Adding, modifying and removing records in a database (like Postgres) is a very common use case. Usually we perform single actions to a single record. In this tutorial we would like to show how to perform a set of actions in one transaction, so all of them are applied or none in a case of failure.
Let's take the following scenario... We have implemented a simple blog with BlogPost and related Comments in our database:
BlogPost uuid Text title Text content Text UniqueBlogPostUuid uuid Primary uuid Comment uuid Text content Text blogPostId BlogPostId UniqueCommentUuid uuid Primary uuid
Now we would like to delete BlogPost. If there are already comments relating to this BlogPost the action would fail because of ForeignKey contraints. We could cascade the delete command but this is risky in more complex applications, so we decide to remove the related comments first and afterwards the BlogPost itself. This coul look like this inside a Yesod handler:
getBlogPostDeleteR :: BlogPostId -> Handler Html getBlogPostDeleteR blogPostId = do _ <- runDB $ get404 blogPostId _ <- runDB $ deleteWhere [CommentBlogPostId ==. blogPostId] _ <- runDB $ delete blogPostId redirect BlogIndexR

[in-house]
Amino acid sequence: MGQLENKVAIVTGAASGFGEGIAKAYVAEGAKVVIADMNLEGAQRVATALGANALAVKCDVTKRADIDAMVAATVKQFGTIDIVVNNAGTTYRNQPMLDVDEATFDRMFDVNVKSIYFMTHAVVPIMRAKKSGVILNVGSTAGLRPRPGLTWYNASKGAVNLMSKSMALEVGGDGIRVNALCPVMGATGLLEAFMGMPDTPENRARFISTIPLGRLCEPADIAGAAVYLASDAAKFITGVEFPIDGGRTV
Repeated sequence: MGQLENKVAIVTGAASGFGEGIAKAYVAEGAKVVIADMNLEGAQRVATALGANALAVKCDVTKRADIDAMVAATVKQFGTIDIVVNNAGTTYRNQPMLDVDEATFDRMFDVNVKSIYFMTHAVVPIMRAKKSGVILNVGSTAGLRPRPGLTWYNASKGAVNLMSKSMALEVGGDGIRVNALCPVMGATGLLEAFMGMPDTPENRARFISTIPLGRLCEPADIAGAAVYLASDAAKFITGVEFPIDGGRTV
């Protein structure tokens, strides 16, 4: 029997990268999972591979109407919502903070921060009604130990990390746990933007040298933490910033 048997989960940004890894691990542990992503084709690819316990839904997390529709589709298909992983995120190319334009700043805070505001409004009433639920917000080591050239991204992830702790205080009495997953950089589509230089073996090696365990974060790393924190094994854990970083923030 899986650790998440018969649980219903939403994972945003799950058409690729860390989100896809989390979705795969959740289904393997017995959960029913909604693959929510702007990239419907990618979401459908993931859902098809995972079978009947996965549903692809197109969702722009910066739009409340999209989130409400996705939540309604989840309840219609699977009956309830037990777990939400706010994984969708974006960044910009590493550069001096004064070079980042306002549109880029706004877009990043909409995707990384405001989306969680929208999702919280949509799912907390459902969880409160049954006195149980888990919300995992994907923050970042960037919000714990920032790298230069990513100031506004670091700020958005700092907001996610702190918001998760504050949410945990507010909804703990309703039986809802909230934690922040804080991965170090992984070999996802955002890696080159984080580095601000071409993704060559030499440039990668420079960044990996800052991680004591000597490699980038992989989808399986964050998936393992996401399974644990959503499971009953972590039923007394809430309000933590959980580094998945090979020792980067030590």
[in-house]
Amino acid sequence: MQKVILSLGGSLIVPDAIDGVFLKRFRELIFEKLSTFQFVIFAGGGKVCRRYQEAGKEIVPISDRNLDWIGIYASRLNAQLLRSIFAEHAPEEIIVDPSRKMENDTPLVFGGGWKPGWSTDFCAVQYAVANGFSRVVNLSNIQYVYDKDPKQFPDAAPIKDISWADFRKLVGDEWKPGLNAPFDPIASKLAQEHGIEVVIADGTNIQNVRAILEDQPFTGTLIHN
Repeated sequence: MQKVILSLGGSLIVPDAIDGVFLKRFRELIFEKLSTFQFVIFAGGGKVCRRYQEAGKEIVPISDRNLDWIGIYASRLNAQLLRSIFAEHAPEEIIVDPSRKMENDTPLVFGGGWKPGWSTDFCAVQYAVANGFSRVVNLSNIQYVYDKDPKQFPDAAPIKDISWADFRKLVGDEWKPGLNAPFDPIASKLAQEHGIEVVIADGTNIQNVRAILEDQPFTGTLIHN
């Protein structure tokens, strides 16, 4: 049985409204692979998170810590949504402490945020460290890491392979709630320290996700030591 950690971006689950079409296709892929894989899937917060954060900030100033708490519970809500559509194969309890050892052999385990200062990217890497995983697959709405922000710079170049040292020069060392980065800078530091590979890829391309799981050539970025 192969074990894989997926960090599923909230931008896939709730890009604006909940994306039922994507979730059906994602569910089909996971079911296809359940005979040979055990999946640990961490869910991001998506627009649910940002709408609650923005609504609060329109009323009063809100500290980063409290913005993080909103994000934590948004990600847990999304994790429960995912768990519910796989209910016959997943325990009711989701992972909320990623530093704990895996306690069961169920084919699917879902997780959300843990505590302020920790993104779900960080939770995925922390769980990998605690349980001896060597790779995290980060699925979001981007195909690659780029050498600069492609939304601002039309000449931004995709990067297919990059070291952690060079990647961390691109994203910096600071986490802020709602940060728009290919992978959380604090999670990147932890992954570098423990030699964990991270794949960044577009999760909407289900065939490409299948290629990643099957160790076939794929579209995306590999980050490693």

Here, we first check for the existence of the BlogPost by utilizing Yesods get404 function, which will redirect to a 404 page if the BlogPostId is invalid (no if statements and manual redirects). We can then use deleteWhere to remove all comments and finally remove the BlogPost itself.
But there is a problem here, what if the last delete command fails ? We already deleted all comments but the BlogPost is still there. To avoid this we can move deleteWhere and delete into one transaction:
getBlogPostDeleteR :: BlogPostId -> Handler Html getBlogPostDeleteR blogPostId = do _ <- runDB $ get404 blogPostId _ <- runDB $ do _ <- deleteWhere [CommentBlogPostId ==. blogPostId] _ <- delete blogPostId pure () redirect BlogIndexR
Everything, which is executed inside runDB results in a single transaction. This way we ensure that comments and BlogPost is deleted or none of them.
If you have any questions, suggestions or comments, please use the comment section below.